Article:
"The danger in talking about the loss of Iran and the decline of the West in the same breath is that we immediately foreclose the possibility of most courses of action -- except the ascendancy of the West and the regaining of places like Iran and the Gulf," Said writes, adding, "Except for the ascendancy of the West and the regaining of places like Iran and the Gulf," Said writes, adding, "Except for the purposes of conquest, 'Islam' is not what it is generally said to be in the West today. Immediately, then, we must provide an alternative."

But Said ends his book right there. Earlier he has given the media no sense of an alternative course in covering those features of Mr. Khomeini's Iran that are clearly irrational and repulsive by any human standards, including Islamic ones. On the larger questions of policy, he again does not come forward with an alternative for the West in dealing with the Islamic world beyond suggesting that we should settle back and enjoy the ride. A failure in imagination or analytical ability at the crucial point of the debate does much to undermine Said's earlier diagnosis of a serious problem.

But before you conclude that there is more than the normal share of paranoia in the ideas enunciated by Said, professor of English and comparative literature at Columbia University, you should check out ELIE kedourie's Islam in the Modern World. In this collection of essays, most of which have been printed elsewhere, Kedourie finds among other things that it was "the actions of the US in the autumn of 1956 [that] ruined the British and French position in the Middle East," rather than the British and French participation with Israel in the ill-fated Suez invasion. The result was to leave the United States "single-handedly to cope with a determined and activist Soviet Union in the region."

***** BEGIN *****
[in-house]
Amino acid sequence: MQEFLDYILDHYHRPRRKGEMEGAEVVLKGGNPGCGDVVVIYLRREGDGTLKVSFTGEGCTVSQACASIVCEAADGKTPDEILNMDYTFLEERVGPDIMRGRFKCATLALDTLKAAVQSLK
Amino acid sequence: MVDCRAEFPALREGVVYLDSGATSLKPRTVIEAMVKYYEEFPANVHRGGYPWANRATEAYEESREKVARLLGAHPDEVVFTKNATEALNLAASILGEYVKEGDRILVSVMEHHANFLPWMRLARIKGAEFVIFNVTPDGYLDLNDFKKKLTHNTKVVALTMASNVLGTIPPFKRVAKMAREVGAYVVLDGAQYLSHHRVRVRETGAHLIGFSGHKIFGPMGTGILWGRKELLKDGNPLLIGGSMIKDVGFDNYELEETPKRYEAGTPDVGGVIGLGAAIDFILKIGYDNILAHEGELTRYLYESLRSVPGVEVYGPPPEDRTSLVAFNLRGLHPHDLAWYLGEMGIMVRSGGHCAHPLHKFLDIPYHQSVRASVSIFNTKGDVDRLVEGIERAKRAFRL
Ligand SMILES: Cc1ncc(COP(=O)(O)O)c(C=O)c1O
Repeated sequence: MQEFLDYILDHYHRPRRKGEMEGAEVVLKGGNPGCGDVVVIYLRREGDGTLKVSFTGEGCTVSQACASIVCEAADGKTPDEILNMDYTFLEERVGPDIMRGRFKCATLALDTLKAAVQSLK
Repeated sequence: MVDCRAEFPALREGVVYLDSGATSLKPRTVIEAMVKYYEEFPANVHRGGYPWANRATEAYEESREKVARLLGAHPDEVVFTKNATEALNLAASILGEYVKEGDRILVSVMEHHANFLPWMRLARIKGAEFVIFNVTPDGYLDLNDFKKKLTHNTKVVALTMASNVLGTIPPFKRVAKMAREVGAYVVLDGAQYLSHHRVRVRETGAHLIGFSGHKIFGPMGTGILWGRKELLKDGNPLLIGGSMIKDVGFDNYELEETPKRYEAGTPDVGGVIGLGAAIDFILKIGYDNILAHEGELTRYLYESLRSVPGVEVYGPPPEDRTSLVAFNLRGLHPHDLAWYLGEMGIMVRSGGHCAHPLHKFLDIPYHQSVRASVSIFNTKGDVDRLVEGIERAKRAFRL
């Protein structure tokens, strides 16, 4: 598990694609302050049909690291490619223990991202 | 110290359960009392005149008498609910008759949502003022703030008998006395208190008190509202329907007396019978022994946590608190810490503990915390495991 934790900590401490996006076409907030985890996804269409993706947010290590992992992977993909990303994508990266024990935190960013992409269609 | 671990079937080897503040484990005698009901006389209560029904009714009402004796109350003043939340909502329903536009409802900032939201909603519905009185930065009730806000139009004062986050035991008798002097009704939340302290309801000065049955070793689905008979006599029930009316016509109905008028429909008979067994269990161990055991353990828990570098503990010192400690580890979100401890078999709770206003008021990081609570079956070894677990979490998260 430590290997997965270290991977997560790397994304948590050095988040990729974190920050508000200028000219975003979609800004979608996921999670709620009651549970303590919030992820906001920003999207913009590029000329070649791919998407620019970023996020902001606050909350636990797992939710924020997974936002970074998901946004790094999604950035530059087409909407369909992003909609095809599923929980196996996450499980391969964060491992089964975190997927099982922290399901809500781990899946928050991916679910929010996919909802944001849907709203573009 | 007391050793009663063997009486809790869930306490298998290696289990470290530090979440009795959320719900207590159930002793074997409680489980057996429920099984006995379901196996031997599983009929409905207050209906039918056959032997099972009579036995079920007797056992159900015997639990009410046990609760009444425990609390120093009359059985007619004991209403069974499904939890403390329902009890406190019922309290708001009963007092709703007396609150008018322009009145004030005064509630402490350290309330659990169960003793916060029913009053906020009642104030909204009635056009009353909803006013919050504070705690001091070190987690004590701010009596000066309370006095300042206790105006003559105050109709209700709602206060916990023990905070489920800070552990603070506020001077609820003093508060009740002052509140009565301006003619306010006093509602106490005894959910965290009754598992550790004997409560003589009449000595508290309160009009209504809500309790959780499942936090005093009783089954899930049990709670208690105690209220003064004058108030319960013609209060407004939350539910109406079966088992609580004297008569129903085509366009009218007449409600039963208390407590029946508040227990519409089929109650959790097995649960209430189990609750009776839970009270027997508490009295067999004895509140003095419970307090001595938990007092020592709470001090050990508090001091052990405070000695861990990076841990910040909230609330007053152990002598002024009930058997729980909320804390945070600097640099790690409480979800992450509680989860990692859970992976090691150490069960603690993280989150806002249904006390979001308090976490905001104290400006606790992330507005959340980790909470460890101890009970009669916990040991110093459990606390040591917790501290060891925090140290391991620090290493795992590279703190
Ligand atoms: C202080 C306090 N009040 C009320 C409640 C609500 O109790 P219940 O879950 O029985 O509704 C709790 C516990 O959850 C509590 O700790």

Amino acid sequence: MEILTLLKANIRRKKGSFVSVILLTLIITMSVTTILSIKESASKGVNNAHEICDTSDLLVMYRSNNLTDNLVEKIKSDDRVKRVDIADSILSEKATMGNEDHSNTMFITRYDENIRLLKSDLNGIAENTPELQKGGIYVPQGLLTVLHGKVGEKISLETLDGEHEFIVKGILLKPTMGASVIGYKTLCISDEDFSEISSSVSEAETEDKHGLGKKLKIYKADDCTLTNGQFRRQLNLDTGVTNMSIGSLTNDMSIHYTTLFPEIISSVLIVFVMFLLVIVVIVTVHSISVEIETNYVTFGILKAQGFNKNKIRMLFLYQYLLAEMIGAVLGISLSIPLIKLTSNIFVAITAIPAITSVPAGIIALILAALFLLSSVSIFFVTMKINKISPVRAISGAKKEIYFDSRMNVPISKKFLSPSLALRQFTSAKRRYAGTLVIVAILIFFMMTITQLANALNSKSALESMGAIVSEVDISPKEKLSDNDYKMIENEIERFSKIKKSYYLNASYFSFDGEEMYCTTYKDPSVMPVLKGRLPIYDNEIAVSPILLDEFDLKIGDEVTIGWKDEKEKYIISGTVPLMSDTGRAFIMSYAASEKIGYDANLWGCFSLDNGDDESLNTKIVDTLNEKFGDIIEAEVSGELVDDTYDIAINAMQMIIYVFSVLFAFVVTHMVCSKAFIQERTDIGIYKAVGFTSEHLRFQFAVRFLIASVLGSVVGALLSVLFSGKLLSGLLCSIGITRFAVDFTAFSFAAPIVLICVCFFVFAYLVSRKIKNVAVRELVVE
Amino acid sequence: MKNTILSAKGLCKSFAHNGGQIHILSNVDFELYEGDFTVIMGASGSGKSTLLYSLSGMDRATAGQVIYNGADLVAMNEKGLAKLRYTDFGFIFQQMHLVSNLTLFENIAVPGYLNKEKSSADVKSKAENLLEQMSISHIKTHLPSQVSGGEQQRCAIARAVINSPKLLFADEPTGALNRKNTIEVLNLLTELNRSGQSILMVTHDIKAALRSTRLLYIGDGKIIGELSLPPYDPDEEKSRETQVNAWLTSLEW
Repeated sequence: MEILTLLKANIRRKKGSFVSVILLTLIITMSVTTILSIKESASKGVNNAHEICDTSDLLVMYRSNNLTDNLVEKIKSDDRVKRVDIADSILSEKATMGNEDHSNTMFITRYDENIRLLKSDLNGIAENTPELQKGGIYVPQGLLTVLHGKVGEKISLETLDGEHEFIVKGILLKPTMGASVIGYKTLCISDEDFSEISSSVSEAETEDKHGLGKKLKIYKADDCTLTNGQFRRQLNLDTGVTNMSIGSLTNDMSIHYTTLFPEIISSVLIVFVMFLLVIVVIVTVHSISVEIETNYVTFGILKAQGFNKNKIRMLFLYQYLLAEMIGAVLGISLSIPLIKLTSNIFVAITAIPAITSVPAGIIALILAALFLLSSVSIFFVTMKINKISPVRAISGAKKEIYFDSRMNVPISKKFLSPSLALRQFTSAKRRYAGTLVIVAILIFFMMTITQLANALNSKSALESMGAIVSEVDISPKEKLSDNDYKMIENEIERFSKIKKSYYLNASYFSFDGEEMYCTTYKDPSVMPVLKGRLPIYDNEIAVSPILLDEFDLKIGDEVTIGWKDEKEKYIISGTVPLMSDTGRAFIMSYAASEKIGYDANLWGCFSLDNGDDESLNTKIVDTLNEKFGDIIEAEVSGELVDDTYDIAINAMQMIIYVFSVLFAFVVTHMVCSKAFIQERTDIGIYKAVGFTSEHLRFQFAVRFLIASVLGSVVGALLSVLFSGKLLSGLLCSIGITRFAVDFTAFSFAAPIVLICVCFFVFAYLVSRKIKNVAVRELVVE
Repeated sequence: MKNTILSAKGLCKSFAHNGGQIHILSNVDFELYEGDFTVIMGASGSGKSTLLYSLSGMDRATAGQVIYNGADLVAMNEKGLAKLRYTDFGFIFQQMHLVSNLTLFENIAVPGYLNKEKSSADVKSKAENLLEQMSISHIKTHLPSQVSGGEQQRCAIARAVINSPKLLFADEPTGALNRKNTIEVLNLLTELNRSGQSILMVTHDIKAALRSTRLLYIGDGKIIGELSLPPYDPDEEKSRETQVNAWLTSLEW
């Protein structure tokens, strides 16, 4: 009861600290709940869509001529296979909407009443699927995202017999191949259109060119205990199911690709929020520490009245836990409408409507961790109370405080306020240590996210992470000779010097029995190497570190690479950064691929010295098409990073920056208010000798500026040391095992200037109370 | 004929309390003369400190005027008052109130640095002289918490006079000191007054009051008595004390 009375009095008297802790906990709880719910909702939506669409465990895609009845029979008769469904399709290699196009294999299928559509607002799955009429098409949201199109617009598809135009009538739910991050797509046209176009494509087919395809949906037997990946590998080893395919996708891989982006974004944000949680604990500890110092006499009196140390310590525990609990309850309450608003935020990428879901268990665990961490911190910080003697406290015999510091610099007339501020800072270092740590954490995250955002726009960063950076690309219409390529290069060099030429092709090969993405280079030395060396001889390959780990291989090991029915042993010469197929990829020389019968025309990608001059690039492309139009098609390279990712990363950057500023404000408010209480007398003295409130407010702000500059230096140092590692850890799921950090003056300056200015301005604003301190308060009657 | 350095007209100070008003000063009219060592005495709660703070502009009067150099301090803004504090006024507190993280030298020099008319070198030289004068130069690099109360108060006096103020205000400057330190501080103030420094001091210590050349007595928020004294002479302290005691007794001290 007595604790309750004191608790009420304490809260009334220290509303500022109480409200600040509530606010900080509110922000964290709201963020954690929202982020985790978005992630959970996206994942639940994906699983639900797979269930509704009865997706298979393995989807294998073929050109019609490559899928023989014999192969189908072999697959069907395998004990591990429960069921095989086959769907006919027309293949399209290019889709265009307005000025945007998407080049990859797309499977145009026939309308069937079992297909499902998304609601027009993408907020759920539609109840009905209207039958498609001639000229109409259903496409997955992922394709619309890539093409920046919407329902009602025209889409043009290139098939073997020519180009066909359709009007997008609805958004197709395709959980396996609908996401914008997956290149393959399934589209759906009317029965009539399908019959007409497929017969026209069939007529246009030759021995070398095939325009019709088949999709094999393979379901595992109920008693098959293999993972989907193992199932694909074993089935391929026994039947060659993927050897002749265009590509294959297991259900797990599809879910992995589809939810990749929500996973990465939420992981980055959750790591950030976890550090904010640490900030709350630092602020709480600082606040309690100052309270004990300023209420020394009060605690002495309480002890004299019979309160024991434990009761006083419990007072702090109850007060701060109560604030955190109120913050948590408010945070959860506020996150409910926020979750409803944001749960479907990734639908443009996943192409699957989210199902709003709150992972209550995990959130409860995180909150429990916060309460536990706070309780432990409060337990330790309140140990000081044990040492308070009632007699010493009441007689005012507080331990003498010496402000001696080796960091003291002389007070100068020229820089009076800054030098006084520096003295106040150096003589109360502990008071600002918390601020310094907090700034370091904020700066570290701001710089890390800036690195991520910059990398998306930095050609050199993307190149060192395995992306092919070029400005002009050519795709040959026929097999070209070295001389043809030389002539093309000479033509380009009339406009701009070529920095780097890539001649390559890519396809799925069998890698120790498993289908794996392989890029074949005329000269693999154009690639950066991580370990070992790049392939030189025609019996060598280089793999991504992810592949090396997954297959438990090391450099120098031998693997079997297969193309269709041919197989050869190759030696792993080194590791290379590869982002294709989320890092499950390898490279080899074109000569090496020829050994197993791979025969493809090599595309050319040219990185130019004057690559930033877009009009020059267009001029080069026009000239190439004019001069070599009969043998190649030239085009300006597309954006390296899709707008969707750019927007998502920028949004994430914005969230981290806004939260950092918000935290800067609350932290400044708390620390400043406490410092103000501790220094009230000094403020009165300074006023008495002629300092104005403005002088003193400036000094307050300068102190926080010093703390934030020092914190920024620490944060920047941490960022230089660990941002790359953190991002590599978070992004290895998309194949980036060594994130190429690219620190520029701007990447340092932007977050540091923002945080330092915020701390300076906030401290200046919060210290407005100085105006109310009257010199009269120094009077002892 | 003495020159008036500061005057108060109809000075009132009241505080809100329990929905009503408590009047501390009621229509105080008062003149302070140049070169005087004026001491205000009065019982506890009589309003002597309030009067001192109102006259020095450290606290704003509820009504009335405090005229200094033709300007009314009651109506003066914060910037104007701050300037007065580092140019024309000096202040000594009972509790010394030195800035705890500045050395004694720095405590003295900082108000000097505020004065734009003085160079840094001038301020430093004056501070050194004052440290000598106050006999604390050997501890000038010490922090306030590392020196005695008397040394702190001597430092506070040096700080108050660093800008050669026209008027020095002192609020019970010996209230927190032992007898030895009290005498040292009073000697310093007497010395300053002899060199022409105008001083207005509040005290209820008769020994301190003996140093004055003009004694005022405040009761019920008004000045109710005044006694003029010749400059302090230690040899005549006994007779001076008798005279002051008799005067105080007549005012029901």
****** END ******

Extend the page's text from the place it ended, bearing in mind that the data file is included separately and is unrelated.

There is not unconvincing debunking of parts of the T. E. Lawrence legend here, but there is a musty air hovering over Kedourie's examination of the way in which history has been written about the Middle East. You have to care and already know a great deal about the role of the British promises to the Arabs (through Lawrence's participation in the revolt and the McMahon-Hussein correspondence) to follow Kedourie through his own Anglo-Arab labyrinth.